The doors opened and I followed my advisors like a lost puppy. We weaved through the vendor section and had to wait again at the entrance to the celebrity area, and it was there that I saw into a whole new world. George Romero was there talking with Adrienne Barbeau and I felt like I was watching something private. I was amazed and I was scared at the same time. How the hell could I speak to these amazing people? Then we were let in, and I was fifth in line. George Romero was way too close. At Wizard World, Kane was a surprise and I had underestimated Ed Neal so my nerves weren’t on fire. But this was a new level. It was George Romero right in front of me! I tried to listen to the instructions from the people working his booth, choose and pay for a photo and get my head around what was about to happen. I wasn’t doing well, but soon I had no choice. I took my turn and said it was nice to meet him, just trying to follow his lead. We shook hands and I gave him my photo to sign, my mind devoid of questions, barely maintaining. He looked at the picture, a shot of him directing from his latest film, Land of the Dead, then asked the rhetorical question of where people get those photos. I was instantly confused, and told him I got it from his table. He told me what he meant, that he didn’t know who took the behind the scenes photo, and I immediately felt like an idiot.
Nerves 1, Mike 0.
I planned to go back to my plan and go to the Devil’s Rejects duo next, but as I passed Ashley Laurence’s booth she was alone. It was a no-brainer to stop, which was good because at that time I had no brain. We exchanged a hello and she saw the Pinhead tattoo on my forearm. She took hold of my wrist and began rubbing the Hell Priest, a somewhat arousing and somewhat frightening gesture. She asked where we had met before. I said we never had. She insisted we had and even though her passionate voice and deep gaze were so alluring my discomfort was rising. I told her this was my first horror convention. She asked my nationality and I told her Scottish/Irish. She said that must be it and that she related well to my heritage, and spoke of vikings. I thought of fleeing yet I was equally attracted. I looked at her table and saw she had the usual photos and DVDs but also excellent artwork. I bought a photo and an art print and told her I was excited to see her new movie, Lightning Bug, playing later that day.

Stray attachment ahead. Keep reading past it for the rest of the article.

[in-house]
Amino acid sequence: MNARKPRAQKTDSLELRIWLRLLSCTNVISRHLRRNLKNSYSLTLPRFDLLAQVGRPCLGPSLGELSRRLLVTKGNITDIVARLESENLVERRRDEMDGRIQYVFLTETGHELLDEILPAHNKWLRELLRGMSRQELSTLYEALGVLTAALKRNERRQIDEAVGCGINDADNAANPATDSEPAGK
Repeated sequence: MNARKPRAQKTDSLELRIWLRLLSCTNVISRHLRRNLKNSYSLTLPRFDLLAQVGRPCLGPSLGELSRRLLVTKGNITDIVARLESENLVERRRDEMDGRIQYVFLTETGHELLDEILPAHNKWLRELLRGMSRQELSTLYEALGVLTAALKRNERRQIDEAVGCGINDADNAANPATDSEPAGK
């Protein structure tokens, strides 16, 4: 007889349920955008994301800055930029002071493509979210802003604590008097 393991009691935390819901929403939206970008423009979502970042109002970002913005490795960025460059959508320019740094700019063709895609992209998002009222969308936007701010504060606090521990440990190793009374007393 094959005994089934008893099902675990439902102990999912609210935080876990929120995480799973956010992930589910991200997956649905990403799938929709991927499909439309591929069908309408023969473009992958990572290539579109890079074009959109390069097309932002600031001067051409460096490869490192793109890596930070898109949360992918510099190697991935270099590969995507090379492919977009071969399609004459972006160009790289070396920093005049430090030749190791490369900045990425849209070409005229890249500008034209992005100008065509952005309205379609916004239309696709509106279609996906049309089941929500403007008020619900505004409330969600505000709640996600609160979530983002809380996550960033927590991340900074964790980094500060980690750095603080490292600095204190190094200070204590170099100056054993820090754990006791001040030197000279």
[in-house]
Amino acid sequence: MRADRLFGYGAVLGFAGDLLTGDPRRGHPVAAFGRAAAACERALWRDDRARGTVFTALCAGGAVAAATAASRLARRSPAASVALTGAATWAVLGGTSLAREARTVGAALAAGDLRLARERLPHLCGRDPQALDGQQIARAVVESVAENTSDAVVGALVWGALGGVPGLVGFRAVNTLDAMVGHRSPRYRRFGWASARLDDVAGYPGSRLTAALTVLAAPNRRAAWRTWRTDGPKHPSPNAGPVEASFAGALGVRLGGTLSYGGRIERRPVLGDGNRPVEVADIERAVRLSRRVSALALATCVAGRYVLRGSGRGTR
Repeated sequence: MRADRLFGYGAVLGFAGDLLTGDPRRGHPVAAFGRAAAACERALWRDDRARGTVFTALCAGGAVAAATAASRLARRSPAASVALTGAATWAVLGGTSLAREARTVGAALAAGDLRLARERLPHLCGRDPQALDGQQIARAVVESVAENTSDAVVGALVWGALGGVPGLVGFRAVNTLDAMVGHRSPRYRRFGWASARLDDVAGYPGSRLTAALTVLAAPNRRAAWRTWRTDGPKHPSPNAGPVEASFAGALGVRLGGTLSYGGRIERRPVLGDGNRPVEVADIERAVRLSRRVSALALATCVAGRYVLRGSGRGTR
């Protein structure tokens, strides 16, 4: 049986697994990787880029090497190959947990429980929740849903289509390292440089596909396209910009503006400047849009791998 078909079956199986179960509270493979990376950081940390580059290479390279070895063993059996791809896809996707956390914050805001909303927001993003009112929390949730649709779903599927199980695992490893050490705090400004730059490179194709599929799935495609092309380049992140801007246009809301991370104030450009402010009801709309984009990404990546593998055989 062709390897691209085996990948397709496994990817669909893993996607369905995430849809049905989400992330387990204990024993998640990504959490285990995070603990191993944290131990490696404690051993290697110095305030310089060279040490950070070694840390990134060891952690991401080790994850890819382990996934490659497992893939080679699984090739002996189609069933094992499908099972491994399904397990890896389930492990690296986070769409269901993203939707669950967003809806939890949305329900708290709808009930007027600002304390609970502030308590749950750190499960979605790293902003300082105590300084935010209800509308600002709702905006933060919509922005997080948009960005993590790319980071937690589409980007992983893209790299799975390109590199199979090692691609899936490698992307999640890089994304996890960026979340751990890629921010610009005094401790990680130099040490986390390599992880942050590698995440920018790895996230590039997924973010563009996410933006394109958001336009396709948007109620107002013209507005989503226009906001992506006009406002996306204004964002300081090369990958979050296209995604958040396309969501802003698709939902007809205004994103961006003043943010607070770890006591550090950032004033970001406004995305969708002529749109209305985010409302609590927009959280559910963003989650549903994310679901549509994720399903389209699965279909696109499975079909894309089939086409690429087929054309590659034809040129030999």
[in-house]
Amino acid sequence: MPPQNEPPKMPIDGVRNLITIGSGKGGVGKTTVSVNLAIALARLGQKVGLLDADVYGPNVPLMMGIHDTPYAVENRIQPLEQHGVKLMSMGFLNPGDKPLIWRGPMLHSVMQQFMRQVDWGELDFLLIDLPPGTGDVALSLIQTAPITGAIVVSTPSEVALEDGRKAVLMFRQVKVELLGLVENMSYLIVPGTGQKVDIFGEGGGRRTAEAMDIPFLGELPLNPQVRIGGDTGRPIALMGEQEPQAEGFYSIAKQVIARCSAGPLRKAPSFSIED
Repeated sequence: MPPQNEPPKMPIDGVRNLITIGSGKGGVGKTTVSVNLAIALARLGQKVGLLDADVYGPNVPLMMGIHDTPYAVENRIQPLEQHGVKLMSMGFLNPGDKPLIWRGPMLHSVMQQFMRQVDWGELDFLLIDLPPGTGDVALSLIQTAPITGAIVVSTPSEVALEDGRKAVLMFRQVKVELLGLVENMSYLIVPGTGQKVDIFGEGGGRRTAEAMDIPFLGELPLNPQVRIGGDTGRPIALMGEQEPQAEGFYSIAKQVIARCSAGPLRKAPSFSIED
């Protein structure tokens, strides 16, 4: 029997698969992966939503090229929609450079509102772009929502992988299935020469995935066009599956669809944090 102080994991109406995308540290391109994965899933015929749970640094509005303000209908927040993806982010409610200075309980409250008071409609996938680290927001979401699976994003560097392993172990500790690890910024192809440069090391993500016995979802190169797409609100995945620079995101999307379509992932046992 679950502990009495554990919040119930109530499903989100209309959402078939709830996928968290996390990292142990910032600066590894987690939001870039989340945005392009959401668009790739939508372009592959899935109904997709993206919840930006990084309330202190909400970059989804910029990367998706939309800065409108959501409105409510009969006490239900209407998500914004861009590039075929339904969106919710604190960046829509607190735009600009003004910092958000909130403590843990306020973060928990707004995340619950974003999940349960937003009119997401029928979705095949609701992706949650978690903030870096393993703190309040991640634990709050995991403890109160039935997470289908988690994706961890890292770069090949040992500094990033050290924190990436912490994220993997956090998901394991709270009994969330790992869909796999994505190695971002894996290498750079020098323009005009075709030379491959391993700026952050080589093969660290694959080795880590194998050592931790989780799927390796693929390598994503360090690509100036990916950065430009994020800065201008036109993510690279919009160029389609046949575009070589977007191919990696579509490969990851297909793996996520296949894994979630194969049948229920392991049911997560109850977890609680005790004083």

Nerves 1.5, Puppy Love 0.5, Mike 0
Remember that pin we used earlier about my greatest failure of the day? I made my way over to Sid Haig and Bill Moseley. Both had small lines, so I chose Sid first. Devil’s Rejects had blown me away, a tattoo worthy film that I saw five times in the theater. I was absolutely thrilled to meet these two gents, nerves or not, and as I stepped up to Sid I was trying my best to be cool. I asked him how he was and he said fine except for the cold he had. I noticed we had the same Devil’s Rejects shirt so I mentioned it. He turned to his girlfriend and told her I had gotten the shirt memo. I chose a photo and finally had the confidence to ask my first celebrity question of the day, which was about a DVD release for Spider Baby. He said something and I thought he said he didn’t hear me (wrong). I asked again and he said, agitated and louder, that it was already out. I felt quite stupid, but it was about to get worse.
As prepared as I thought I was, as much planning as I had done, I came to the show equipped with one plastic grocery bag to carry my wares. It was fine for the 8x10s but the 11x17 art print would not fit, and as we know it was raining. Plus, it would not hold much if I decided to check out the vendors. Luckily, as Sid was signing my photo I noticed he had Devil’s Rejects messenger bags. I asked to buy one and as he went to sign it he placed the plastic wrapper on a multi-level House of 1,000 Corpses lunchbox display. He gave me the newly autographed bag and I thanked him. I moved to the side so the next person could step up, then, not wanting to disrespect Sid by leaving my trash behind, I picked up the plastic wrapper to throw out. Little did I know there was tape on the bag, which was now attached to the top row of lunchboxes. I pulled the bag and heard metal scrape metal, saw lunchboxes begin to move, foresaw them all over the ground, felt panic set in, and then, miraculously, they did not fall. I fixed the rows, carefully took the plastic, looked over to see Sid glaring at me, and I can tell you that is NOT a face you want to see. I apologized quickly and moved away, my wares haphazardly in my hands like a john running with his clothes from a whorehouse during a raid.
Nerves 25, Puppy Love 0.5, Mike -13
I hit a massive low. I wondered why I had even attempted to do this. I was far too awkward to talk to most strangers, let alone celebrities I admired. Maybe the convention scene wasn’t for me. So, since I’m still going to and working for conventions all these years later, what turned things around? Stay tuned for part two!
You can find more of his musings at his blog, Fitting My Skin.